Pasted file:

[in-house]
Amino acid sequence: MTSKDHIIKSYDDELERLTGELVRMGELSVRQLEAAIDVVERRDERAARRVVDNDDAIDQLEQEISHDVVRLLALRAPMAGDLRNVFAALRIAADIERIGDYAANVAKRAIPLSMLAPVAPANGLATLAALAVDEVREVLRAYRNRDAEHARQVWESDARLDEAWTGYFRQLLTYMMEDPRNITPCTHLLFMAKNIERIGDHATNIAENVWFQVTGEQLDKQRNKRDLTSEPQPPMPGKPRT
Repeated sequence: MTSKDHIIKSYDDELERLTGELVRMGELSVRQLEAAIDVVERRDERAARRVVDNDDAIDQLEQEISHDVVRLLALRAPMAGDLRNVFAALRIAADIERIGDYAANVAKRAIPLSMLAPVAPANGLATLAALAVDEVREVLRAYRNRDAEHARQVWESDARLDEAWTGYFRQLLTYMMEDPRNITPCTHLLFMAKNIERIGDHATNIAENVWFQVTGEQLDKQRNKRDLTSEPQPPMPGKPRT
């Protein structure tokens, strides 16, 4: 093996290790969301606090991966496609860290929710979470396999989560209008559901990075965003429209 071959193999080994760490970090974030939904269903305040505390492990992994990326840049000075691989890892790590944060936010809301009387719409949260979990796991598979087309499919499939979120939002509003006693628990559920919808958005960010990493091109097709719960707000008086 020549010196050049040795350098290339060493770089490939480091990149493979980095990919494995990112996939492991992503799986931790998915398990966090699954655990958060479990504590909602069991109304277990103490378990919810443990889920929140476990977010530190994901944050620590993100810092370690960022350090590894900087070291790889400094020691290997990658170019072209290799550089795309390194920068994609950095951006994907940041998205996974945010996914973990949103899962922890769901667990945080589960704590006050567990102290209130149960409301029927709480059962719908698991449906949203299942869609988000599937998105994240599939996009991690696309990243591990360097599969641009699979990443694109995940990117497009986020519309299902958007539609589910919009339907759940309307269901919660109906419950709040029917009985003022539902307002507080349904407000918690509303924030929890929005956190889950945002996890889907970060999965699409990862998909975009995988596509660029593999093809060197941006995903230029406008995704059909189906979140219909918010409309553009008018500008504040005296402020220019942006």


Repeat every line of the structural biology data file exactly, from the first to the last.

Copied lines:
[in-house]
Amino acid sequence: MTSKDHIIKSYDDELERLTGELVRMGELSVRQLEAAIDVVERRDERAARRVVDNDDAIDQLEQEISHDVVRLLALRAPMAGDLRNVFAALRIAADIERIGDYAANVAKRAIPLSMLAPVAPANGLATLAALAVDEVREVLRAYRNRDAEHARQVWESDARLDEAWTGYFRQLLTYMMEDPRNITPCTHLLFMAKNIERIGDHATNIAENVWFQVTGEQLDKQRNKRDLTSEPQPPMPGKPRT
Repeated sequence: MTSKDHIIKSYDDELERLTGELVRMGELSVRQLEAAIDVVERRDERAARRVVDNDDAIDQLEQEISHDVVRLLALRAPMAGDLRNVFAALRIAADIERIGDYAANVAKRAIPLSMLAPVAPANGLATLAALAVDEVREVLRAYRNRDAEHARQVWESDARLDEAWTGYFRQLLTYMMEDPRNITPCTHLLFMAKNIERIGDHATNIAENVWFQVTGEQLDKQRNKRDLTSEPQPPMPGKPRT
């Protein structure tokens, strides 16, 4: 093996290790969301606090991966496609860290929710979470396999989560209008559901990075965003429209 071959193999080994760490970090974030939904269903305040505390492990992994990326840049000075691989890892790590944060936010809301009387719409949260979990796991598979087309499919499939979120939002509003006693628990559920919808958005960010990493091109097709719960707000008086 020549010196050049040795350098290339060493770089490939480091990149493979980095990919494995990112996939492991992503799986931790998915398990966090699954655990958060479990504590909602069991109304277990103490378990919810443990889920929140476990977010530190994901944050620590993100810092370690960022350090590894900087070291790889400094020691290997990658170019072209290799550089795309390194920068994609950095951006994907940041998205996974945010996914973990949103899962922890769901667990945080589960704590006050567990102290209130149960409301029927709480059962719908698991449906949203299942869609988000599937998105994240599939996009991690696309990243591990360097599969641009699979990443694109995940990117497009986020519309299902958007539609589910919009339907759940309307269901919660109906419950709040029917009985003022539902307002507080349904407000918690509303924030929890929005956190889950945002996890889907970060999965699409990862998909975009995988596509660029593999093809060197941006995903230029406008995704059909189906979140219909918010409309553009008018500008504040005296402020220019942006």